Faculty Vary Summer Activities [Newspaper Article] — Kent State University Summer News — 29 June 1961
Faculty Vary Summer Activities (Editor's Note: This is the second of a series of articles on faculty members' activities during the summer.) Field research in marine biology will be conducted at Cape Ann, Mass., during the latter part of the summer by Dr. Ralph W. Dexter, professor of biology, under the auspices of the U. S. Atomic Energy Commission. In early September, he will present a paper on his research at Cape Ann to the Society of Limnology and Oceanography. Manford B. Rotnem, assistant professor of industrial arts, will attend the Teachers' Workshop in Industrial and Communications Electronics at Western Michigan University, August 14-25. Elnora M. Portteus, assistant professor of library science, will serve as a member of the local steering committee for the American Association of School Librarians annual conference in Cleveland, July 9-15. She will also participate on a program, "The Adult and The Child" sponsored by the library science department of Western Reserve Univ...
CAMPUS CALENDAR [Newspaper Article] — Kent State University Summer News — 29 June 1961
CAMPUS CALENDAR JUNE 29 CONFERENCE. Fifteenth Annual Reading Conference. Conference for elementary teachers, supervisors and administrators. Conference theme is "Enriching and Strengthening Understandings through Communication Arts." Conference Headquarters: University Auditorium, (through June 30). EXHIBITIONS. Book Display. Exhibit consists of educational and professional teaching materials. Wills Gym. (through June 30). Trade Book Display. Exhibit consists of materials in conjunction with Reading Conference. Second floor hallway between Kent and Merrill Halls, (through June 30). SUMMER ARTISTS SERIES. 8:30 P.M. Cynthia Gooding, International Ballad Singer, will present program. University Auditorium. JULY 3 EXHIBITION. Queen Marie of Romania. University Library Gallery, (through July 15). 4 INDEPENDENCE DAY. No Classes.
An Educator Speaks Teaching Machines Will Aid, Not Replace Teacher in Classroom [Newspaper Article] — Kent State University Summer News — 29 June 1961
An Educator Speaks Teaching Machines Will Aid, Not Replace Teacher in Classroom Teaching machines are being developed as aids for teachers, not as replacements for them, according to Dr. Clayton M. Schindler, dean of Kent State University's College of Education. Dr. Schindler believes that these machines, or auto-instruc-tional devices, will definitely play a useful role in future education systems if the problem of programming them can be overcome. The educator points out that schools now experimenting with these devices must make up their own programs. This entails printing lessons and questions on revolving scrolls or tapes which are placed before the student on tiny television-type screens in the machines. "At present our public school teachers are overloaded with regular work from the increasing school population," Dr. Schindler said. "They just can't find sufficient time to gather material for the programming necessary to cover course content adequately via teaching machines."...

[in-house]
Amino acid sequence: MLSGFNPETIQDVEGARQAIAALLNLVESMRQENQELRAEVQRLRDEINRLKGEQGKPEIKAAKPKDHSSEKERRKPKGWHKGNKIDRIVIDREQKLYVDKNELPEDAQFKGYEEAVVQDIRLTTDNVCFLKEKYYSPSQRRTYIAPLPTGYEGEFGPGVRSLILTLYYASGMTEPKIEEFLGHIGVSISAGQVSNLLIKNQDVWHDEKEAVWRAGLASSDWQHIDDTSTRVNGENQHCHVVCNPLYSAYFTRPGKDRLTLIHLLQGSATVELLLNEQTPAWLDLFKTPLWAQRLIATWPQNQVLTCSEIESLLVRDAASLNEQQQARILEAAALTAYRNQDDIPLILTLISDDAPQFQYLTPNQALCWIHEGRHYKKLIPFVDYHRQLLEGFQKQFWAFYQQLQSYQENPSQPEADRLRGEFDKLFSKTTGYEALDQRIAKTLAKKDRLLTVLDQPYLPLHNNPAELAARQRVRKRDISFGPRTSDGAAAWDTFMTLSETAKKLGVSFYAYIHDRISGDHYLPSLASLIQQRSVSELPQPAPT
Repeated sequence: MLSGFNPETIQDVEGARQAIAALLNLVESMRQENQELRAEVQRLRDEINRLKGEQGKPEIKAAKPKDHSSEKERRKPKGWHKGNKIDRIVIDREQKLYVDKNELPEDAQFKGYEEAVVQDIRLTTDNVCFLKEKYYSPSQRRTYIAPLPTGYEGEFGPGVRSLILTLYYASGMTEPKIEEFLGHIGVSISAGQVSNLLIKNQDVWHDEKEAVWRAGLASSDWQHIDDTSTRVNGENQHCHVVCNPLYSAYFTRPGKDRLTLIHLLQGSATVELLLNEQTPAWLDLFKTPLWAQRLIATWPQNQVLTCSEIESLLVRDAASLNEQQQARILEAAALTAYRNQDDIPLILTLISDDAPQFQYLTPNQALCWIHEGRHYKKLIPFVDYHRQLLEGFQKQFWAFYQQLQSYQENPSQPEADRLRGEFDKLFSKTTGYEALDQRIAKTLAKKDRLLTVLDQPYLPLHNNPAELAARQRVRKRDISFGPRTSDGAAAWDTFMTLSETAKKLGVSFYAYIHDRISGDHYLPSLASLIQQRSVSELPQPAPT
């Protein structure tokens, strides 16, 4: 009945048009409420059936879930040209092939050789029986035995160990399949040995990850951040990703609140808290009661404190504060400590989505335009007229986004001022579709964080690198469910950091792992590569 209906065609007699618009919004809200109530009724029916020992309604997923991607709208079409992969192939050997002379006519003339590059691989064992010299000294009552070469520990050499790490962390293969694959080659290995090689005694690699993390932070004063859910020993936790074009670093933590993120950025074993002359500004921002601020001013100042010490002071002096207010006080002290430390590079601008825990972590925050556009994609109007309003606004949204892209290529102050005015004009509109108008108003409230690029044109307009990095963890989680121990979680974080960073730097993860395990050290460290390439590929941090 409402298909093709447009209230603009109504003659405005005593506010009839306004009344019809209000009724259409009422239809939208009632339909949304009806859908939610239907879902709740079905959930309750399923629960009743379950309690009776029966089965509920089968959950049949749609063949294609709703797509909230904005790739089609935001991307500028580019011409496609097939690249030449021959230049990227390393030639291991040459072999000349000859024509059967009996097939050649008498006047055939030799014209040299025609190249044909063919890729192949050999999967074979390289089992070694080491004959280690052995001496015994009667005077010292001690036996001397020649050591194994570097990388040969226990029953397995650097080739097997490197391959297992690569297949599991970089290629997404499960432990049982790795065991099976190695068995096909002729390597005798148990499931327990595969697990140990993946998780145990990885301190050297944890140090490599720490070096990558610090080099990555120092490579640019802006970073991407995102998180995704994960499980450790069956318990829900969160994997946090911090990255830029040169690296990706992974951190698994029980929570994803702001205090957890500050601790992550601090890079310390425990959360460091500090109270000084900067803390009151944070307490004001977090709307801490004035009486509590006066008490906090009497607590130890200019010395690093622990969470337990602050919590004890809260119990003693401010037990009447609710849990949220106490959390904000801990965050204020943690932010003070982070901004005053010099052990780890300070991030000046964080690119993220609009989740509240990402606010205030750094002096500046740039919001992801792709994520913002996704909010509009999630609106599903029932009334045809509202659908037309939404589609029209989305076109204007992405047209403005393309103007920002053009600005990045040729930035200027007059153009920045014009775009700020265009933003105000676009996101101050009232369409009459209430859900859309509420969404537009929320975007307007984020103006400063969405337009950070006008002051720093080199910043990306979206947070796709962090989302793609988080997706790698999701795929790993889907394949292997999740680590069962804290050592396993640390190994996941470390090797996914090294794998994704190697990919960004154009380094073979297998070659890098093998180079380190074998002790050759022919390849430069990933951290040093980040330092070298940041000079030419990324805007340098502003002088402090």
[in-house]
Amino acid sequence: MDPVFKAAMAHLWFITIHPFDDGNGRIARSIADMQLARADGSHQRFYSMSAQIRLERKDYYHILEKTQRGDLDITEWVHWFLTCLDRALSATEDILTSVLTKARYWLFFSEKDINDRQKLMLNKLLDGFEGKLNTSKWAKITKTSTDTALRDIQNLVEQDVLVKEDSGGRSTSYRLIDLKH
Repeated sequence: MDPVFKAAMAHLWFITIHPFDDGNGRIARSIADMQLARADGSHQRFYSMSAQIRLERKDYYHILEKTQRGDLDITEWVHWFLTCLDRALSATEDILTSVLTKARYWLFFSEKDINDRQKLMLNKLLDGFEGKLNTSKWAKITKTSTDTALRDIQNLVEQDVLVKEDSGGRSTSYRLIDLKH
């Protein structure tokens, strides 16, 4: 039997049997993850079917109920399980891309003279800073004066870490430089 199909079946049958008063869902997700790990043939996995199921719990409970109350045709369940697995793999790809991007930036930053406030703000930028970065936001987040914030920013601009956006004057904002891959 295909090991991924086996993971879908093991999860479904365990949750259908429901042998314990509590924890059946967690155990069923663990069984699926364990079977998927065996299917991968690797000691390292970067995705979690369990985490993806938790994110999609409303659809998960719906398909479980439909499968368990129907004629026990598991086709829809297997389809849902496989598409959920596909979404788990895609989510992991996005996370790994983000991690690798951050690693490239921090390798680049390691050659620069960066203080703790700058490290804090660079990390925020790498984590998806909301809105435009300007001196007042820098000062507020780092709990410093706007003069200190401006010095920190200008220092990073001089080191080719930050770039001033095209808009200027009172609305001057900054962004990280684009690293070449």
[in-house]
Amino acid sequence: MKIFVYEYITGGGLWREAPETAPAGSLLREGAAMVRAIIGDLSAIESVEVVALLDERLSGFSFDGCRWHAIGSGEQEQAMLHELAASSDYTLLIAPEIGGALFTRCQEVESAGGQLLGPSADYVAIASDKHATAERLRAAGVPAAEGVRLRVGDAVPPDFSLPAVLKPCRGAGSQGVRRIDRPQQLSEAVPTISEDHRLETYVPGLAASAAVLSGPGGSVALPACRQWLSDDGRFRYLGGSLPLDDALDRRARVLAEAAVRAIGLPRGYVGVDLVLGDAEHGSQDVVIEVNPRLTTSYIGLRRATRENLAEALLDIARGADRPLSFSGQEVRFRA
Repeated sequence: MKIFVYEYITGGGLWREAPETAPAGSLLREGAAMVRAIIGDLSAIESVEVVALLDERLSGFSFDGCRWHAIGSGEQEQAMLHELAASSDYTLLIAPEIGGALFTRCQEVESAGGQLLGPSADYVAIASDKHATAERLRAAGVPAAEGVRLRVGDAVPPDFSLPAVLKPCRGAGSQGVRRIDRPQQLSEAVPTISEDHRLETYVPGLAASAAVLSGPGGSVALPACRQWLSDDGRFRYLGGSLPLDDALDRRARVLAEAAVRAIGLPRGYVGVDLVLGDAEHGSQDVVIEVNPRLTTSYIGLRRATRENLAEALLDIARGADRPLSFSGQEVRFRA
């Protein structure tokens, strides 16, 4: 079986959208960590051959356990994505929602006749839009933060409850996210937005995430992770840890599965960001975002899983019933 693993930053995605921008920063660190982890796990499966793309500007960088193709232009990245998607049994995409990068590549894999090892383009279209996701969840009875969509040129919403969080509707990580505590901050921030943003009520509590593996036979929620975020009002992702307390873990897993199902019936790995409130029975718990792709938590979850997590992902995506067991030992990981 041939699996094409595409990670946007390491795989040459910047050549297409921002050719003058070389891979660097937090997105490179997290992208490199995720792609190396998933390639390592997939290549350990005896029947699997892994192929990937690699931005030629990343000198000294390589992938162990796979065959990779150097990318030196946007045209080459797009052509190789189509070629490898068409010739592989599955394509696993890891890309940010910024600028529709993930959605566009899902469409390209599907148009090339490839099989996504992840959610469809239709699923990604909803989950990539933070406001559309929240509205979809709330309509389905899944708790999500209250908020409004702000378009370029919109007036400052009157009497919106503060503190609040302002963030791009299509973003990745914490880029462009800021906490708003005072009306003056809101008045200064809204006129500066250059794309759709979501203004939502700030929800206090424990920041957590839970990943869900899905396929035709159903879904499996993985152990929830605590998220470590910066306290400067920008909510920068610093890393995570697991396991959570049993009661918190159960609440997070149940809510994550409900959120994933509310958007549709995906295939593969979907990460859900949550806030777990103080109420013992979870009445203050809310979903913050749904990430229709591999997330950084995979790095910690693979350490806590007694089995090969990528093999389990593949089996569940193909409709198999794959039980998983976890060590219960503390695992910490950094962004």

A Psychologist Predicts Correct Use of 'Machines' Will Revolutionize Education Process [Newspaper Article] — Kent State University Summer News — 29 June 1961
A Psychologist Predicts Correct Use of 'Machines' Will Revolutionize Education Process Perfection of the so-called teaching machines and their related programs will revolutionize the education process throughout the United States within the next ten years if the present rate of progress continues. This is the prediction of Mrs. Idabelle K. Hoose, assistant professor of psychology at Kent State University, and designer of several teaching machines and a program writer. To date, all of the research has been done by psychologists in this country, but international interest is indicated by the large number of inquiries which she has received from universities in England, Scotland, Canada, and Japan. Professor Hoose said, "Teaching machines are not audio-visual aids. They are individual tutors which operate on the 'reinforcement learning theory' in which the machine is analogous to the classroom and the programmed material to the teacher. This is the greatest breakthrough of the century ...
Phi Eta Sigma Taps Seven Freshmen [Newspaper Article] — Kent State University Summer News — 29 June 1961
Phi Eta Sigma Taps Seven Freshmen Seven students qualified for membership in Phi Eta Sigma, national freshmen scholastic honorary for men, during the 196061 school year at Kent State. Prerequisite for membership is a 3.5 average for the first quarter of work or a 3.5 accumulative average for the school year. The scholars tapped for Phi Eta Sigma are Thomas J. Kever, Fine and Professional Arts, and Lowell Cannon, Kenneth Hoose, Jr., Edwin H. Moore, Noel M. Morgan, Ronald A. Swartout and David G. Willey, all of the College of Arts and Sciences.